In these cases, a doctor may suggest the woman tries an estrogen cream, patch, or pill. The estrogen may alleviate some menopause symptoms and improve sexual response.

Summary

Orgasmic dysfunction is the medical name for the inability to reach orgasm. Some people may experience orgasmic dysfunction when it takes too long to reach orgasm or when their orgasm does not feel satisfying.

Many factors can contribute to orgasmic dysfunction. To remedy orgasmic dysfunction, a person can speak to a doctor, a certified sex therapist, and other medical professionals to find the cause.

People can take steps to treat orgasmic dysfunction and improve their sexual health once they know the cause.

Complete Article HERE!

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The Biggest Wellness Trend This Year?

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Female Pleasure!

By OLIVIA CASSANO

You wouldn’t typically consider vibrators or lube as part of your beauty regime, but soon you might. Sexual pleasure products have been infiltrating the wellness and beauty scenes recently and are slowly becoming daily care necessities, much like a good under-eye cream or body oil.

Although demand for sex products is universal, historically very few brands have spoken honestly and respectfully to women about their sex lives. Nowadays, as society challenges taboos around sex and female-led sextech companies strive to provide retail experiences that aren’t shameful or seedy, sexual pleasure is going mainstream – so much so that products like sex toys, condoms and lube are no longer exclusive to sex shops or the pharmacy’s “family planning” aisle.

According to a recent study by the market research firm Technavio, the sexual wellness industry is growing exponentially and will be worth $32 billion in 2019 – it’s true what they say, sex sells – and the 2018 Global Wellness Summit Report states that “sexual pleasure brands are strongly aligning themselves with wellness, and sex is fast shedding its taboo status.” Products that were once sold in basement sex shops and spoken about in hushed tones have become this generation’s go-to form of self-care, and sexual pleasure is 2019’s wellness cause célèbre.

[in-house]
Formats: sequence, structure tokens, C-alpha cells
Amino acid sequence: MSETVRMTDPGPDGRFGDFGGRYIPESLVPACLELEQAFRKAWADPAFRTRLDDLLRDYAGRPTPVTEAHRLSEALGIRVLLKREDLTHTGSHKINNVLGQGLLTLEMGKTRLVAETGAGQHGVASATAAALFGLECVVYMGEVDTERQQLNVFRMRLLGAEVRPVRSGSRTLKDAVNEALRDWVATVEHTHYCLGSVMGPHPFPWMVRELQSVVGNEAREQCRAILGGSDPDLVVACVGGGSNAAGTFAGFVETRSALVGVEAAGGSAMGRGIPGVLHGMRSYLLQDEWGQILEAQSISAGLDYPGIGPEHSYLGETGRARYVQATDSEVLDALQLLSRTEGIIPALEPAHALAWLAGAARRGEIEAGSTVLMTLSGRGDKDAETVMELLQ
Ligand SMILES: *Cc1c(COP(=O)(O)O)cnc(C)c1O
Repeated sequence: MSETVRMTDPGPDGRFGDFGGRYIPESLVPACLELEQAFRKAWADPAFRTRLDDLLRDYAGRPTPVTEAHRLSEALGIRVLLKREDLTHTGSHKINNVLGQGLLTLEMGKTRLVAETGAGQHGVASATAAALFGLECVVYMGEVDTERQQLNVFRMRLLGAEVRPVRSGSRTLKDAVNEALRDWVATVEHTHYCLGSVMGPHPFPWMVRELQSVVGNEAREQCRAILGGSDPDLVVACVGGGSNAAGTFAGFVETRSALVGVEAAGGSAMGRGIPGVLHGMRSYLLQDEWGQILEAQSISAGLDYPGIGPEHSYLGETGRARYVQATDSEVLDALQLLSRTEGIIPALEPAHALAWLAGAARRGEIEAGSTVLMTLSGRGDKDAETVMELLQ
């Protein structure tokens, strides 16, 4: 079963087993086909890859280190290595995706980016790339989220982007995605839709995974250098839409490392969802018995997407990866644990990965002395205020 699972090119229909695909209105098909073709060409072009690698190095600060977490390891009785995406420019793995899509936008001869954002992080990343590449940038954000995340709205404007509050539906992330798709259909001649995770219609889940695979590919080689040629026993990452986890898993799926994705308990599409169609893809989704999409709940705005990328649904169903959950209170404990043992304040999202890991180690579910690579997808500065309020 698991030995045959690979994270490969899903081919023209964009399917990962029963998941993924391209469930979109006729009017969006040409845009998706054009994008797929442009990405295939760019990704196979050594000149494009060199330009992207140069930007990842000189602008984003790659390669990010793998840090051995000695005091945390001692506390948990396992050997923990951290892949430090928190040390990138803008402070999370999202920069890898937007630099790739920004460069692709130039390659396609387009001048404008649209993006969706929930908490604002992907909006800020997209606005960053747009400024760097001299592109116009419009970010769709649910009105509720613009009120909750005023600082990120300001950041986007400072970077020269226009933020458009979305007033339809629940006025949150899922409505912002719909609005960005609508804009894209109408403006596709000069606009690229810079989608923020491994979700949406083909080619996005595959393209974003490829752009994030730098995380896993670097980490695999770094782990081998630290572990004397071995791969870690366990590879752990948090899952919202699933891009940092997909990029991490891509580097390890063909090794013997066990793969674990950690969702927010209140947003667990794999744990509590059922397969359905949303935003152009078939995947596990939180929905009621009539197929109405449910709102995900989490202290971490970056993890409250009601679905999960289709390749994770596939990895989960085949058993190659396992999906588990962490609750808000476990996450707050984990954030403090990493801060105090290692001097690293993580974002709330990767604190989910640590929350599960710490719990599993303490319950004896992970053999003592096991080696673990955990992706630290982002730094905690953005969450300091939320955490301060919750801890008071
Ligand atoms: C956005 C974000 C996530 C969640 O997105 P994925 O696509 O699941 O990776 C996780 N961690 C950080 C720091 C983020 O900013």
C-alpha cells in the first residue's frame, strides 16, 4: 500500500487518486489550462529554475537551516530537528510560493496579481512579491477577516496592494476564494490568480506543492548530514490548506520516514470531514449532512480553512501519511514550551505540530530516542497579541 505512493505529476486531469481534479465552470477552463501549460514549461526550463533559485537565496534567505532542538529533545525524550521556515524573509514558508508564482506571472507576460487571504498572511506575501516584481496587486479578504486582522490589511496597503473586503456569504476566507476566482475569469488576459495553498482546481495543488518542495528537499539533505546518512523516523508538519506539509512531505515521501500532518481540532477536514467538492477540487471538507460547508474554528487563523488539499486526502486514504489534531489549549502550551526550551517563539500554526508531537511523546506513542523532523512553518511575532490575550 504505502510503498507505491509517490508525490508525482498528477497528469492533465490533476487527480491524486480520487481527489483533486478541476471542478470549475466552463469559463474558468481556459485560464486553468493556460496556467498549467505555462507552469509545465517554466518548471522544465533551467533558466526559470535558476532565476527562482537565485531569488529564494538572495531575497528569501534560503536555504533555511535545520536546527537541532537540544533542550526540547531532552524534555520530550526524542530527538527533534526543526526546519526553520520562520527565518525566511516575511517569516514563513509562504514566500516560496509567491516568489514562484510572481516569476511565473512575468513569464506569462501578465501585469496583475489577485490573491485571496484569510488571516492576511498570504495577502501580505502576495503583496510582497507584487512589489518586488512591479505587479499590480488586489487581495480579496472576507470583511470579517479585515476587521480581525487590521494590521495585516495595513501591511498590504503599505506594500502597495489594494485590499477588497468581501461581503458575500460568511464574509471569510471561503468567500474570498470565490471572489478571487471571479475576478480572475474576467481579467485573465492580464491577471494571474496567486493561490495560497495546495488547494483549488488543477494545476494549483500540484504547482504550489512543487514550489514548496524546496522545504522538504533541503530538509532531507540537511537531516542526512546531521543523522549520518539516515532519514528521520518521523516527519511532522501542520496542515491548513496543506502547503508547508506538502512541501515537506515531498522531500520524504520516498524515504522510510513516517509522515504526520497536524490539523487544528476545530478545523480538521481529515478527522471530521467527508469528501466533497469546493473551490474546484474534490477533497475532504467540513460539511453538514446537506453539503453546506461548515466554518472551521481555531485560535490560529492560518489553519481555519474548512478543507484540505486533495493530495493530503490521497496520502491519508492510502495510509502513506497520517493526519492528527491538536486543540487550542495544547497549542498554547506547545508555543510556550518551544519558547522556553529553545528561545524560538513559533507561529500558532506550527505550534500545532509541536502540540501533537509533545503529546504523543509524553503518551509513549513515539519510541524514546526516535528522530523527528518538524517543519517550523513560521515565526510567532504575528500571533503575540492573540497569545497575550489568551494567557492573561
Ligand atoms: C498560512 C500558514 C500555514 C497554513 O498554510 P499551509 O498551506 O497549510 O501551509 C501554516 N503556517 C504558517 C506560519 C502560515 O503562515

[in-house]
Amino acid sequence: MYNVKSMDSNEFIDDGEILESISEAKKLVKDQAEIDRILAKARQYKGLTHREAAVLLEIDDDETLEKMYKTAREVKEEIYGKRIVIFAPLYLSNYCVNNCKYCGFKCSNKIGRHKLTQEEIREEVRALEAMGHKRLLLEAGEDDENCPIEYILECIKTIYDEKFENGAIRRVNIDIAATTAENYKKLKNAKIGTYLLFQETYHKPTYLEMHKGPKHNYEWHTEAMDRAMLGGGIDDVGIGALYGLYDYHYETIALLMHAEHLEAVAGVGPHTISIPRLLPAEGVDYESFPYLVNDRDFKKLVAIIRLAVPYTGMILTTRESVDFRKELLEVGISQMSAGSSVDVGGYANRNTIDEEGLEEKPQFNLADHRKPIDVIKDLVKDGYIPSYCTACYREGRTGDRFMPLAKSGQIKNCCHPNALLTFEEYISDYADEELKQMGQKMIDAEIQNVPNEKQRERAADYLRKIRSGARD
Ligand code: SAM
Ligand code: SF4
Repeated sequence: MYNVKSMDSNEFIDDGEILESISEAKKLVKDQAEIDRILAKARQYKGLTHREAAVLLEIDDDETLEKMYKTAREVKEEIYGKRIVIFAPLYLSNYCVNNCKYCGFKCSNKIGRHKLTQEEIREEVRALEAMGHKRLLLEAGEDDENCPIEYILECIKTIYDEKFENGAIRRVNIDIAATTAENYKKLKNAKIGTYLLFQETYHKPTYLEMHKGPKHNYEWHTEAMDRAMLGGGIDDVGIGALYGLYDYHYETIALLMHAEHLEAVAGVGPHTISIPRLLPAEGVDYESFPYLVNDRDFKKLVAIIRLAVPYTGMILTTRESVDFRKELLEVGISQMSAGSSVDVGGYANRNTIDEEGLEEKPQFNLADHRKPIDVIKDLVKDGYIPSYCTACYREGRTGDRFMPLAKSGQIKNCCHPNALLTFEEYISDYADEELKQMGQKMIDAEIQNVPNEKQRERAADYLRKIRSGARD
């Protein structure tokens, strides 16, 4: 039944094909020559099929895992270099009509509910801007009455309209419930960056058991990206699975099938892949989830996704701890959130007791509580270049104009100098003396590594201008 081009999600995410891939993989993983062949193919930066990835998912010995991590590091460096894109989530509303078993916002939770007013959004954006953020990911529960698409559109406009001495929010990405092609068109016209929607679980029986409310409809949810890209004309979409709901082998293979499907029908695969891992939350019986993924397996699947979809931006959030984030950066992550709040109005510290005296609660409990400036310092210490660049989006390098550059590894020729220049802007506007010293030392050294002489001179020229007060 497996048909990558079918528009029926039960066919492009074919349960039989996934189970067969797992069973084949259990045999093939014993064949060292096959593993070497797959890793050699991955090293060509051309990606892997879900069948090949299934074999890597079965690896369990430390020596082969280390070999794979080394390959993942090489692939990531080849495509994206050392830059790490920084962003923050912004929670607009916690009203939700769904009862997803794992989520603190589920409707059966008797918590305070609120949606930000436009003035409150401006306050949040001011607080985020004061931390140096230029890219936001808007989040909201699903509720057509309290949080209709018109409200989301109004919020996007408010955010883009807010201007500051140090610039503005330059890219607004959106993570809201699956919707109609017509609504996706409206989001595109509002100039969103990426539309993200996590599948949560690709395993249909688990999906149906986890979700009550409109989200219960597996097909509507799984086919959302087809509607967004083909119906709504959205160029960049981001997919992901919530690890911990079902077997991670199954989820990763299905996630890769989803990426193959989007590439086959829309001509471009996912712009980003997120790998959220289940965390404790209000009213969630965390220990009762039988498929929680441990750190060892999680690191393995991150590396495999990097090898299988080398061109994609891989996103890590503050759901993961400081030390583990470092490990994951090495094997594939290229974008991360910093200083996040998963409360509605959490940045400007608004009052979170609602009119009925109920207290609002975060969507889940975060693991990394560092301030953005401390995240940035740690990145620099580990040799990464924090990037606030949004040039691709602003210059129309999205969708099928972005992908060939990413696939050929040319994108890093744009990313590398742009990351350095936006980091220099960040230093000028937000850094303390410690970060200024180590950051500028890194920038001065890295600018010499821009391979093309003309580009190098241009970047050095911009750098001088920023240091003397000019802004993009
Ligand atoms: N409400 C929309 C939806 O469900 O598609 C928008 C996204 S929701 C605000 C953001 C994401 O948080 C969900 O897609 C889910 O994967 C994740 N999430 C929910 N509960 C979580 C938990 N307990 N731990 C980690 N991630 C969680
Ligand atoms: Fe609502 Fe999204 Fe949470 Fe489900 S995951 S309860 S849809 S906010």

Lucie Greene, worldwide director of trend forecasting agency JWT Innovation, believes sexual pleasure will be this year’s biggest wellness trend. “We’re seeing a move away from sexual fulfilment and health as an overly eroticised tone [and] sex is being positioned as part of a 360 make-up of being a healthy person,” she tells Refinery29. “We’ve seen a marked rise in this and raised awareness that sexual fulfilment is something to focus on and optimise. What’s interesting is that the idea of sexual pleasure, rather than be dependent on your partner, is being internalised as part of self-care. It’s also being linked to skin health, appearance, and general glow and vitality – as a beauty proposition.”

That sex (solo or partnered) is good for your wellbeing isn’t exactly a revelation, and brands are finally tapping into that by marketing sexual health products like toys, lube and condoms as everyday body care, bridging the gap between sex and wellness. Cult Beauty, the beauty junkie’s online mecca, sells aphrodisiac supplements, Boots has started stocking So Divine vibrators, and body care brand Nécessaire, launched less than two months ago by Into The Gloss cofounder Nick Axelrod and former Estee Lauder executive Randi Christiansen, offers lube as one of the three products in its range.

By bringing sexual wellness into the mainstream, brands are destigmatising sex goods by marketing them as any other wellness product. “The other interesting thing is the design of many of these brands. The new language around sex is sophisticated, straight-up and pithy. There’s a tasteful level of humour and empathy,” adds Greene. Brands like Nécessaire are catering to the millennial zeitgeist and overcoming the taboos and misconceptions with Insta-friendly aesthetics, offering products you’d proudly display on your nightstand next to a Le Labo fragrance or a Drunk Elephant serum. Take Lelo, the Swedish sex toy company created by three designers whose popular products are crafted with the same Scandinavian sophistication that we’ve come to expect from our homeware.